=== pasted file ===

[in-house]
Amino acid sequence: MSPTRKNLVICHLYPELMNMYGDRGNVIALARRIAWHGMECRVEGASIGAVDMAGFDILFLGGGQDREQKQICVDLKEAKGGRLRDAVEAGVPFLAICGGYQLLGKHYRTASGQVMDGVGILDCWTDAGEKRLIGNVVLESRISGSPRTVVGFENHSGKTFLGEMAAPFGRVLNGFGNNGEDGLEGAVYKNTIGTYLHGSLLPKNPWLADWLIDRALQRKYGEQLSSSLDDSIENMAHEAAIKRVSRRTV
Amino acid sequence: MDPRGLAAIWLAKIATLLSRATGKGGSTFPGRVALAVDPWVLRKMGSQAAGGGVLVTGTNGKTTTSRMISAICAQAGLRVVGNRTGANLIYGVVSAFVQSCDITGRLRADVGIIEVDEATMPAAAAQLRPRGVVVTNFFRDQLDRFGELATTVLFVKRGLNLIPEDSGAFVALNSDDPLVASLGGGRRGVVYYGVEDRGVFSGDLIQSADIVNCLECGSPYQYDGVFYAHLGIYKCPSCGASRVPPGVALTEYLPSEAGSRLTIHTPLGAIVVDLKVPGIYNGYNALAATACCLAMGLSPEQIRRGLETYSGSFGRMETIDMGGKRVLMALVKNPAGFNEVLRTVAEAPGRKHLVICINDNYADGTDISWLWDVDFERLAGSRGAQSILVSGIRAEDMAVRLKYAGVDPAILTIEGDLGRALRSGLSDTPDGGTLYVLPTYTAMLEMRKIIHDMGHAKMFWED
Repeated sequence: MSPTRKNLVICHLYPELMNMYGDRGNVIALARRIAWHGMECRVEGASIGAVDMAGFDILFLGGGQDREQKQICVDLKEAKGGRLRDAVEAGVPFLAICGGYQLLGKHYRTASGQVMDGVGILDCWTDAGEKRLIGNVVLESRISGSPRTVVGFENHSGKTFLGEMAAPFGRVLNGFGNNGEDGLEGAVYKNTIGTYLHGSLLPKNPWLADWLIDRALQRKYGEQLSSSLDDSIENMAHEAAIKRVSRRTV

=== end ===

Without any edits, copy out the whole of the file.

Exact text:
[in-house]
Amino acid sequence: MSPTRKNLVICHLYPELMNMYGDRGNVIALARRIAWHGMECRVEGASIGAVDMAGFDILFLGGGQDREQKQICVDLKEAKGGRLRDAVEAGVPFLAICGGYQLLGKHYRTASGQVMDGVGILDCWTDAGEKRLIGNVVLESRISGSPRTVVGFENHSGKTFLGEMAAPFGRVLNGFGNNGEDGLEGAVYKNTIGTYLHGSLLPKNPWLADWLIDRALQRKYGEQLSSSLDDSIENMAHEAAIKRVSRRTV
Amino acid sequence: MDPRGLAAIWLAKIATLLSRATGKGGSTFPGRVALAVDPWVLRKMGSQAAGGGVLVTGTNGKTTTSRMISAICAQAGLRVVGNRTGANLIYGVVSAFVQSCDITGRLRADVGIIEVDEATMPAAAAQLRPRGVVVTNFFRDQLDRFGELATTVLFVKRGLNLIPEDSGAFVALNSDDPLVASLGGGRRGVVYYGVEDRGVFSGDLIQSADIVNCLECGSPYQYDGVFYAHLGIYKCPSCGASRVPPGVALTEYLPSEAGSRLTIHTPLGAIVVDLKVPGIYNGYNALAATACCLAMGLSPEQIRRGLETYSGSFGRMETIDMGGKRVLMALVKNPAGFNEVLRTVAEAPGRKHLVICINDNYADGTDISWLWDVDFERLAGSRGAQSILVSGIRAEDMAVRLKYAGVDPAILTIEGDLGRALRSGLSDTPDGGTLYVLPTYTAMLEMRKIIHDMGHAKMFWED
Repeated sequence: MSPTRKNLVICHLYPELMNMYGDRGNVIALARRIAWHGMECRVEGASIGAVDMAGFDILFLGGGQDREQKQICVDLKEAKGGRLRDAVEAGVPFLAICGGYQLLGKHYRTASGQVMDGVGILDCWTDAGEKRLIGNVVLESRISGSPRTVVGFENHSGKTFLGEMAAPFGRVLNGFGNNGEDGLEGAVYKNTIGTYLHGSLLPKNPWLADWLIDRALQRKYGEQLSSSLDDSIENMAHEAAIKRVSRRTV